Amaechi shuns judicial panel as EFCC probes ex-gov
Amaechi shuns judicial panel as EFCC probes ex-gov
Immediate past governor of Rivers State, Chibuike Amaechi, has shunned invitation to appear before the judicial commission of inquiry probing his administration’s sale of valued public assets and other related matters.
It has been revealed that the Amaechi’s government had spent over N33.9 billion from the initial N50 billion earmarked for the entire phase one of the controversial monorail project. The original scope of the monorail project is 21.7 kilometers and valued at Two hundred and fifty million Euros (€250m).
The development came in the wake of the Economic and Financial Crimes Commissio’sn (EFCC’s) investigation of some financial transactions during his administration following a petition by The Integrity Group, a Port Harcourt-based good governance association, which on July 29, 2015, wrote to the anti-graft agency, detailing three instances of alleged corruption and abuse of office under Amaechi’s government.
Amaechi yesterday failed to appear before the Justice George Omereji-led commission of inquiry sitting in Port Harcourt. The former governor who was supposed to testify on the contentious multibillion Naira monorail project, did not also send a legal representative.
A Port Harcourt High Court had last week dismissed Amaechi’s suit seeking to stop the commission from investigating his administration.
The Permanent Secretary of the Ministry of Transport, Mrs. Stella Ebere-Wigwe, disclosed that over N33.9 billion has been expended on the monorail project so far. She explained that the state had earlier paid N11 billion to TSI Property and Investments Holdings Limited, which had eight per cent equity in the monorail deal, but the company later backed out as it could not fulfill its financial commitment after it had built about 2.6 kilometers of the project.
“”On Jan 15, 2010, the Rivers State government paid N11bn into Rivers State Moniraik Account at First Bank with account number: 2030012306, representing 20 per cent of the state’ s equity representation. The Rivers State Monorail account was to be managed solely by TSI,” she said.
She further said besides a Memorandum of Understanding, MoU, between the state and TSI, there was no legal agreement between the parties in the event of a disagreement or breach of contractual terms. According to her, available records show that TSI did not pay any money into the monorail account at First Bank, implying that all the money spent so far on the project is from the state coffers.
She explained that Amaechi’s administration later paid additional N22 billion to another company, ARGUS GIBBS, which is at present working on the project. According to her, the state government invited ARGUS GIBB into the monorail project after the MoU with TSI failed. ARGUS GIBBS was contracted at a cost of N660 million for its services and paid N36.3m monthly to evaluate and assess the activities of TSI.
Similarly, the Head of Safety and Aviation Department in the state Ministry of Transport, Saya Antiok, said two companies were initially involved in the race to partner with the Rivers State government on the project. TSI represented by retired Brig-Gen. Anthony Ukpo and URBANAUDE, an American firm, but TSI was given the nod by the governor.
He continued: “The people from TSI said then that the N11bn was a GAP-DOWN payment. I have never heard of that term before. They explained that it was for feasibility study and technical development. It became very clear to some of us at the ministry that the N11bn paid upfront by the state government was to enable TSI put a structure on ground with which it will showcase to attract foreign investment for the project. It is now obvious that TSI had no intention of investing its own funds into the monorail project, yet it had 80 per cent equity in the build, operate and transfer monorail project.”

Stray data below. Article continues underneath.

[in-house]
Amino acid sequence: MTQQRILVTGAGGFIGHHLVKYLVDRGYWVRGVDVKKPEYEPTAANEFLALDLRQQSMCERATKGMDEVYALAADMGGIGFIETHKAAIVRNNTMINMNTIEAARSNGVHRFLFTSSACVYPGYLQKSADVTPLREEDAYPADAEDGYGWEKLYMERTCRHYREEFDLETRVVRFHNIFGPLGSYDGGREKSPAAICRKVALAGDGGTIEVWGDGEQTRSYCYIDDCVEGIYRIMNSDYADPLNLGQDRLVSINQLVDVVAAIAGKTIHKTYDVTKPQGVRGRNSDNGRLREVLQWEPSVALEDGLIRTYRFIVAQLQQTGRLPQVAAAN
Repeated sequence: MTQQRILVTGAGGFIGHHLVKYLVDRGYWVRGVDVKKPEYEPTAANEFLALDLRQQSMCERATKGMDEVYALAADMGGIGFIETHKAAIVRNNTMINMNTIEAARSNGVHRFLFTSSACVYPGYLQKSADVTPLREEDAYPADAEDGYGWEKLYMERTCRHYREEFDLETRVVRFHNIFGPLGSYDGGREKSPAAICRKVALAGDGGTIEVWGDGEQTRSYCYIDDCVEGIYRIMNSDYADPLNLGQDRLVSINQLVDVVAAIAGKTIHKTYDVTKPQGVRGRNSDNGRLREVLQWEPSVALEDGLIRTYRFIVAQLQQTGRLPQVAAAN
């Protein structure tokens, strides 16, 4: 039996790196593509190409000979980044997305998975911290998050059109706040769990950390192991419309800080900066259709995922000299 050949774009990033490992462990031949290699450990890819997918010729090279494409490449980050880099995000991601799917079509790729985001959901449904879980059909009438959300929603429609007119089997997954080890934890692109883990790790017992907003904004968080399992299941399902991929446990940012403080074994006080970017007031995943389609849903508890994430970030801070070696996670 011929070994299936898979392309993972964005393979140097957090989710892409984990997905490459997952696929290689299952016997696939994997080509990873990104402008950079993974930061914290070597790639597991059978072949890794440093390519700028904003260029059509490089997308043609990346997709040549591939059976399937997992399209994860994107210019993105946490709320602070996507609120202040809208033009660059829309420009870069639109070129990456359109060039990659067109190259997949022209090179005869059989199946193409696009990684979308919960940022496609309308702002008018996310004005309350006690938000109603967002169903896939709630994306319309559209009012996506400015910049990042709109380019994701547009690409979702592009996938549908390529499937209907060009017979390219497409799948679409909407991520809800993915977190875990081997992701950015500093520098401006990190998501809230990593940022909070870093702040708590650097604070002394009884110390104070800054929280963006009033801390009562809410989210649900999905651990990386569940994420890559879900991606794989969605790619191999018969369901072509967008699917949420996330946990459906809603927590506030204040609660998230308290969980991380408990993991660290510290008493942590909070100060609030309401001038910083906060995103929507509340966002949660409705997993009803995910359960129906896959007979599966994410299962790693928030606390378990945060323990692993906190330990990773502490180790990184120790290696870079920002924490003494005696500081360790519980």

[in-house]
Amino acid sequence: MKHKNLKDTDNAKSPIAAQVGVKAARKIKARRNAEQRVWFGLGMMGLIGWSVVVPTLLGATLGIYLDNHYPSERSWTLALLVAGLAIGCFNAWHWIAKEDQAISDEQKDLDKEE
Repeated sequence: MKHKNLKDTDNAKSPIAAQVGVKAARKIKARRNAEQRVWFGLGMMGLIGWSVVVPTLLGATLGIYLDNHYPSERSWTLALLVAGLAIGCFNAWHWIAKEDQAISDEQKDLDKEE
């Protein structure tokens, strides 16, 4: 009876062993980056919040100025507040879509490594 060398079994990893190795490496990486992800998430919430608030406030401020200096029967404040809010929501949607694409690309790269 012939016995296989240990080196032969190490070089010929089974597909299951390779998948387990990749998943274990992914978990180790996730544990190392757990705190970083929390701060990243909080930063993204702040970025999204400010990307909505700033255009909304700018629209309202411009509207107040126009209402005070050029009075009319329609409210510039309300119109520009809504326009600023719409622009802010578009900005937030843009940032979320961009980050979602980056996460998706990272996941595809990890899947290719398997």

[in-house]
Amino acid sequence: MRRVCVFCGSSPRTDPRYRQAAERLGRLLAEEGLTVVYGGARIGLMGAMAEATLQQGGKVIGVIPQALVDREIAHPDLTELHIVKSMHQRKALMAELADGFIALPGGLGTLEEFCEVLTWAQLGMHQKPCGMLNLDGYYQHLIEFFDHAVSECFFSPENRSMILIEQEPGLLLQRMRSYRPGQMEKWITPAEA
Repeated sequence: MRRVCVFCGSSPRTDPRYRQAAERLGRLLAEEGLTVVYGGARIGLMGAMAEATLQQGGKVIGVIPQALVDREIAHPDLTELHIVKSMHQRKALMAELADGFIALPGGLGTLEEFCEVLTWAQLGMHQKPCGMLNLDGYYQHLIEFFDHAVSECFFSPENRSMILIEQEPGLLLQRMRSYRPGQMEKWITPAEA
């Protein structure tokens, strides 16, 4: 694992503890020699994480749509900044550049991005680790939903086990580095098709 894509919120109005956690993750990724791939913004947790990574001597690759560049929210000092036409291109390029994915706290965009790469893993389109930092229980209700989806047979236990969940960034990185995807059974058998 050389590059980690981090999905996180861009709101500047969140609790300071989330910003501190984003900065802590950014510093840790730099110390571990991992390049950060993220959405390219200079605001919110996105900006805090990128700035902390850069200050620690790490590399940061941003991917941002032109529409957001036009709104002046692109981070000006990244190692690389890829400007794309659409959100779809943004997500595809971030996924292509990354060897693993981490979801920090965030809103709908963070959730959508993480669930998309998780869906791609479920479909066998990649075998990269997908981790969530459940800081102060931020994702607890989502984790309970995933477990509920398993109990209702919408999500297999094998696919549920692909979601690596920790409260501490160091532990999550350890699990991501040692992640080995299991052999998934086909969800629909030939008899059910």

Antiok disclosed that engineers in the ministry were sidelined as there was so much secrecy about the monorail project.
On July 21, 2010, foundation laying ceremony for the monorail took place at UTC Bus Stop, Port Harcourt.
In the petition, The Integrity Group alleged that Rivers State electric power projects were sold and the proceeds converted to other uses, through payments, amounting to N60 billion, to three companies all located at the same address in Trans Amadi, Port Harcourt. The petitioners alleged that the transfers, made in US Dollars, occurred within a space of one week, between 1st December 2014, and 8th December, 2014.
It also alleged that the proposed Karibi Whyte Specialist Hospital Port Harcourt was a failed contract, which cost N4.63 billion in what the petitioners described as questionable circumstances.
In the third allegation, the group stated that Amaechi appointed a firm of tax consultants, who were given a relatively exorbitant fee of 12 per cent of taxes collected, on a much lower monthly collection target of N2.5 billion, just as the Rivers State Internal Revenue Service was raking in about N7.5 billion monthly at 5 per cent administrative cost, as prescribed by law. The consultants are said to have collected over N1.5 billion in fees within weeks of their being engaged by Amaechi’s government.
In three separate letters headlined, “Investigation Activities,” and dated 13th August, 2015, the EFCC swung into a detailed probe, asking for information. All three letters by the EFCC were signed by Olufunke Adetayo-Ogunbode, Head, Economic Governance. Two of the letters were addressed to the Permanent Secretary, Ministry of Finance, Port Harcourt, in respect of the sale of the state power projects as well as Clinoriv Specialist Hospital and Leisure Limited, which was engaged to construct the still-born Karibi Whyte Specialist Hospital.